G protein coupled receptors (GPCR)
They are a target for approximately 45% of drugs on the market
Several important endogenous ligands, including adrenalin, acetylcholine, serotonin, noradrenaline, dopamine, histamine, ADP, glutamate, peptide hormones


What are the three components of GPCRs?

Receptor on the outside of the membrane brings the ligand
G-protein on the inside of the membrane senses single from ligand receptor interaction
Effector protein: binds G protein and produces or inhibits production of a second messenger


Describe GPRCs

Made of a large protein that spans the membrane
GPCRs are composed of 7 alpha helices that cross the membrane so they are also called 7 transmembrane helix receptors (7-TM)
Ligand receptor is in the extracellular side and its exact position depends on the ligand
A signalling protein called the G protein is on the intracellular side
The G protein is bound to the intracellular side of the membrane and bind GDP and GTP (hence the name)
G protein has alpha, beta and gamma subunits from receptor ligand complex into the cell through a biochemical cascade


How are GPCRs activated?

A single receptor can activate multiple G proteins resulting in amplification of the signal
The drug-receptor complex results in a conformational change that allows binding to the G-protein. Binding of the receptor reduces the G-protein's affinity for GDP and increasing its affinity for GTP. GTP results in dissociation of the alpha subunit from the beta/gamma subunits. Beta/gamma dissociate and interact with respective effector proteins. The alpha subunit hydrolyzes GTP into GDP, which results in reallocation of alpha and beta/gamma subunits, eliminating the signal


What are the different types of G-proteins?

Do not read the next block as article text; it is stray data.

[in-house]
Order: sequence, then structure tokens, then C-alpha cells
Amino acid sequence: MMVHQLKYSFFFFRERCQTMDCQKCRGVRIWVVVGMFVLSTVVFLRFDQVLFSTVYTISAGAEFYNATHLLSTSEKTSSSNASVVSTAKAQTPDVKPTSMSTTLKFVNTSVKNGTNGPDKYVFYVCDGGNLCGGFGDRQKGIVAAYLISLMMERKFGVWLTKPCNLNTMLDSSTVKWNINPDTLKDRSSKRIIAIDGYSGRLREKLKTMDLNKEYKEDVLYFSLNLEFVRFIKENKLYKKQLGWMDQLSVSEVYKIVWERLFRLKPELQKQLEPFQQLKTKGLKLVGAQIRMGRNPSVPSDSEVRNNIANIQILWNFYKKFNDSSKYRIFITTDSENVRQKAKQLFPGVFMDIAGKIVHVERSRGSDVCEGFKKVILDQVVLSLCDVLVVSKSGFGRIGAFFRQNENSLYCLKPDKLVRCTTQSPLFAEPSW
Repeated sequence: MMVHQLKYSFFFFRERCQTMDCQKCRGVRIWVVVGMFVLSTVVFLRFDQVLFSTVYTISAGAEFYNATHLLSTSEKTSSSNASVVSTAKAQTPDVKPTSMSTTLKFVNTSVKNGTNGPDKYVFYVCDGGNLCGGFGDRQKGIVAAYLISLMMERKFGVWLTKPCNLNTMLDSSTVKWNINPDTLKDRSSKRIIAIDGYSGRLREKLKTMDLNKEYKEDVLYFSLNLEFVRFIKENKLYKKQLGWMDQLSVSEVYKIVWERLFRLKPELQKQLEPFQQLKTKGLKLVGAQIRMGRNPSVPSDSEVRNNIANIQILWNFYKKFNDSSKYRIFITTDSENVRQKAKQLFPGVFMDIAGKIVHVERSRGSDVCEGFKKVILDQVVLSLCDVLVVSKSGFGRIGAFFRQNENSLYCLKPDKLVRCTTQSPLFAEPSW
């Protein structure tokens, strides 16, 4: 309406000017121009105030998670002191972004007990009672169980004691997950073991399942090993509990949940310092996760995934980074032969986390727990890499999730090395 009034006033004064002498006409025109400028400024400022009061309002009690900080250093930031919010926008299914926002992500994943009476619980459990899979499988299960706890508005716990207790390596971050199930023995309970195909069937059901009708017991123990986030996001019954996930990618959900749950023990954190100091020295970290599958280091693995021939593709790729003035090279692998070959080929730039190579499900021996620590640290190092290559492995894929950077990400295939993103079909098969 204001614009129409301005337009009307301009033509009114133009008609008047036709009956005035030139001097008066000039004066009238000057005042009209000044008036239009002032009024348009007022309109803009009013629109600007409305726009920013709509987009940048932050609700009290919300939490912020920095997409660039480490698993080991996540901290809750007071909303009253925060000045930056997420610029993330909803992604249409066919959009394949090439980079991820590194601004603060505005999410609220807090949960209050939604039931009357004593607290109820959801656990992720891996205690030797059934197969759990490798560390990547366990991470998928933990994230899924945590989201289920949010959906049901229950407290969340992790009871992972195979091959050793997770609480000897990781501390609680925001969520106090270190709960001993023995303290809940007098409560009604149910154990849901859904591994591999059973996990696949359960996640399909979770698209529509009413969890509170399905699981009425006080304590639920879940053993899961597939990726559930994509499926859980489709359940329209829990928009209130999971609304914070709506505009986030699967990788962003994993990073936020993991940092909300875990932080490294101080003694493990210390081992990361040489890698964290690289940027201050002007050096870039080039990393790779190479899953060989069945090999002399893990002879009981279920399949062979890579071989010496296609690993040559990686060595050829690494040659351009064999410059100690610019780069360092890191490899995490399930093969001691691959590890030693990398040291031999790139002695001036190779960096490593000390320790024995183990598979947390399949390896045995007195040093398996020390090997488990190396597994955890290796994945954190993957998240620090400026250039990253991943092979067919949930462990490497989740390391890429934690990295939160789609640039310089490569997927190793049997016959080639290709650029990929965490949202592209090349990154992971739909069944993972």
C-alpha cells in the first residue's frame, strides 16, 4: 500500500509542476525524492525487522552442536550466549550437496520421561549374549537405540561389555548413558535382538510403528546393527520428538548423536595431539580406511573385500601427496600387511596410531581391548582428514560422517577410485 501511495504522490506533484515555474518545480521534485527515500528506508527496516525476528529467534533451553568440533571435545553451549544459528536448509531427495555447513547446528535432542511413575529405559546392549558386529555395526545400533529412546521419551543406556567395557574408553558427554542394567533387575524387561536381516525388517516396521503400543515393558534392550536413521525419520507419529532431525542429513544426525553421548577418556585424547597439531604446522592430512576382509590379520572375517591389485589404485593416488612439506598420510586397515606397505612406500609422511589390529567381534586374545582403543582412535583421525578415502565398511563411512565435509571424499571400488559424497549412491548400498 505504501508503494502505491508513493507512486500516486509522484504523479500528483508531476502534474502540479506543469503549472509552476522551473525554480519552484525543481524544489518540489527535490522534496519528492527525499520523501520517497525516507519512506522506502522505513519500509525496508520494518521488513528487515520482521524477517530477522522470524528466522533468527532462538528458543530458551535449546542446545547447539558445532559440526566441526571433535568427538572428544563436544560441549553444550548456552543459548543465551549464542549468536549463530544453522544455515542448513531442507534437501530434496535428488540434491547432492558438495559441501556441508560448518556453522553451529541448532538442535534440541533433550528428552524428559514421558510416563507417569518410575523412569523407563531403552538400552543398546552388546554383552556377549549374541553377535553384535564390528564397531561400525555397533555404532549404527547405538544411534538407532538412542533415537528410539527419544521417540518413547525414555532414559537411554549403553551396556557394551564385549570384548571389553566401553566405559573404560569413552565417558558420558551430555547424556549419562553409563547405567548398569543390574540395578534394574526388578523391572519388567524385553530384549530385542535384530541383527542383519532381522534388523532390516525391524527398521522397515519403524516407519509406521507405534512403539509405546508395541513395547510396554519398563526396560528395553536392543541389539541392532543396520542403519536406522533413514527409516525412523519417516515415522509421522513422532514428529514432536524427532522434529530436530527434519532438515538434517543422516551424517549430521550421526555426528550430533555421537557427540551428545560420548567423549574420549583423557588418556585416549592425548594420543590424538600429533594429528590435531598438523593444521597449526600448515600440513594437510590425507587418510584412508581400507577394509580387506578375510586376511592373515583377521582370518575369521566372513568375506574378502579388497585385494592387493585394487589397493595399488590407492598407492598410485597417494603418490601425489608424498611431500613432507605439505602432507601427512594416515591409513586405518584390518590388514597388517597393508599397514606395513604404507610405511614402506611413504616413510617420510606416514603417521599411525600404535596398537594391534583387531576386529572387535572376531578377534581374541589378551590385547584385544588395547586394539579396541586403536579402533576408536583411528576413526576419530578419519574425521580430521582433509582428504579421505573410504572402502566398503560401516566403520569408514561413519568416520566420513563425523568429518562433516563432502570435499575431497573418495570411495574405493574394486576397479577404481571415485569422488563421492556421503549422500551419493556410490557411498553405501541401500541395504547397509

G alpha s: Activates adenylate cyclase, opens calcium channels, leading out of the cell (second messenger: cAMP produced)
G alpha i: Inhibits adenylate cyclase and opens K channels (second messenger: cAMP inhibited)
G omicron: activates receptors that inhibit calcium ion channels leading out of the cell
G alpha q: activates phospholipase C beta (second messenger: DAG and IP3 produced)


Describe the activation of adenylate cyclase via G alpha S

The membrane bound adenylate cyclase (AC) binds G alpha s (s for stimulatory); this allows production of cAMP
cAMP (second messenger) binds to and activates protein kinase A (PKA)
PKA then phosphorylates many target proteins that amplifies the signal again and produces many coordinated responses
Phosphodiesterase (PDE) extinguishes the signal from cAMP by hydrolysing it into 5'AMP which does not bind to PKA


What are the effects of adenylate cyclase activity?

Stimulation of PKA through G alpha s initiates a cascade of effects that liberate energy sources from storage and prevent storage of energy sources (increase lipolysis, decreased glycogen synthesis, increase glucose)


Describe the activity of G alpha i

Membrane bound adenylate cyclase (AC) binds to G alpha i (i for inhibitory)
AC is inhibited and no cAMP is produced
PKA remains inactive
Together G alpha i and the beta/gamma subunits produce an overall inhibitory effect


Describe the activity of phospholipase C beta

The membrane bound phospholipase C beta (PLC beta) binds to G alpha q and PLC beta is activated
PLC beta hydrolyzes phosphotidylinositol diphosphate (PIP2) to second messengers diacylglycerol (DAG) and inositol triphosphate (IP3). DAG remains membrane bound. IP3 dissociates into the cytosol and opens Ca ion channels in the ER (increase in intracellular calcium). Ca binds to calmodulin and stimulates PDE, which hydrolyzes cAMP into 5'AMP, which counteracts the signal from G alpha s


What does the activation of PKA from G alpha s result in (with regards to calcium)?

PKA phosphorylates Ca ATPase, which pumps Ca back into the endoplasmic reticulum thereby decreasing intracellular Ca and increasing Ca stores.


Describe the reality of GPCRs

The same GPCR can activate multiple G-proteins. The same G-protein can have multiple effector molecules.